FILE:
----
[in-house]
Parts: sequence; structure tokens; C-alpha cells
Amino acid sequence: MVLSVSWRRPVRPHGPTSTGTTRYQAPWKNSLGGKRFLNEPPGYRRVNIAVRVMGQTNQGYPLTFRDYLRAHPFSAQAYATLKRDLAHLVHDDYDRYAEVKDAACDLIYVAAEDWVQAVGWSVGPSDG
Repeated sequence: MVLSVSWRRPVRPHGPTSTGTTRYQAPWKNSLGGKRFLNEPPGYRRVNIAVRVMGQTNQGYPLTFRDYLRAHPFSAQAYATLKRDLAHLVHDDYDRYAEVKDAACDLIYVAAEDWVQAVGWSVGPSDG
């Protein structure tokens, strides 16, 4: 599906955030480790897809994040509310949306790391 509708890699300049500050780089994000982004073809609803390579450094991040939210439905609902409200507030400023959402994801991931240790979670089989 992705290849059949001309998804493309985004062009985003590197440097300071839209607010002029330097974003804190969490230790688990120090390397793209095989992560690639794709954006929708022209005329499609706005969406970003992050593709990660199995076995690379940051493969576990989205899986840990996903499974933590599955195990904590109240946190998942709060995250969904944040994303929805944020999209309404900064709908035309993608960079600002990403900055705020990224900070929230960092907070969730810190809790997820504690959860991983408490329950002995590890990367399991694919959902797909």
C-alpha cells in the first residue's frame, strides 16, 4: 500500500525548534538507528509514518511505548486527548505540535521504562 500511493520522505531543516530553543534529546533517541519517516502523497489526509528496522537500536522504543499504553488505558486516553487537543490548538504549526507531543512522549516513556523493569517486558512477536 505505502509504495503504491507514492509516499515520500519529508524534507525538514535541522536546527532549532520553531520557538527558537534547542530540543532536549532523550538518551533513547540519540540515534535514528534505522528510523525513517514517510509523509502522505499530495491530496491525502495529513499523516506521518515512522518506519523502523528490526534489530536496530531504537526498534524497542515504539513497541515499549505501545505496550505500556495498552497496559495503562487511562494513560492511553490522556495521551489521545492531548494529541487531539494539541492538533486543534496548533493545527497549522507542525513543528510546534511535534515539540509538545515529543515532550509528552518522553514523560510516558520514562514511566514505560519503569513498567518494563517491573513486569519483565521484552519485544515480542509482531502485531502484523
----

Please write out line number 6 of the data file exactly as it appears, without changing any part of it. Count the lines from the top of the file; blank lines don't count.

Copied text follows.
C-alpha cells in the first residue's frame, strides 16, 4: 500500500525548534538507528509514518511505548486527548505540535521504562 500511493520522505531543516530553543534529546533517541519517516502523497489526509528496522537500536522504543499504553488505558486516553487537543490548538504549526507531543512522549516513556523493569517486558512477536 505505502509504495503504491507514492509516499515520500519529508524534507525538514535541522536546527532549532520553531520557538527558537534547542530540543532536549532523550538518551533513547540519540540515534535514528534505522528510523525513517514517510509523509502522505499530495491530496491525502495529513499523516506521518515512522518506519523502523528490526534489530536496530531504537526498534524497542515504539513497541515499549505501545505496550505500556495498552497496559495503562487511562494513560492511553490522556495521551489521545492531548494529541487531539494539541492538533486543534496548533493545527497549522507542525513543528510546534511535534515539540509538545515529543515532550509528552518522553514523560510516558520514562514511566514505560519503569513498567518494563517491573513486569519483565521484552519485544515480542509482531502485531502484523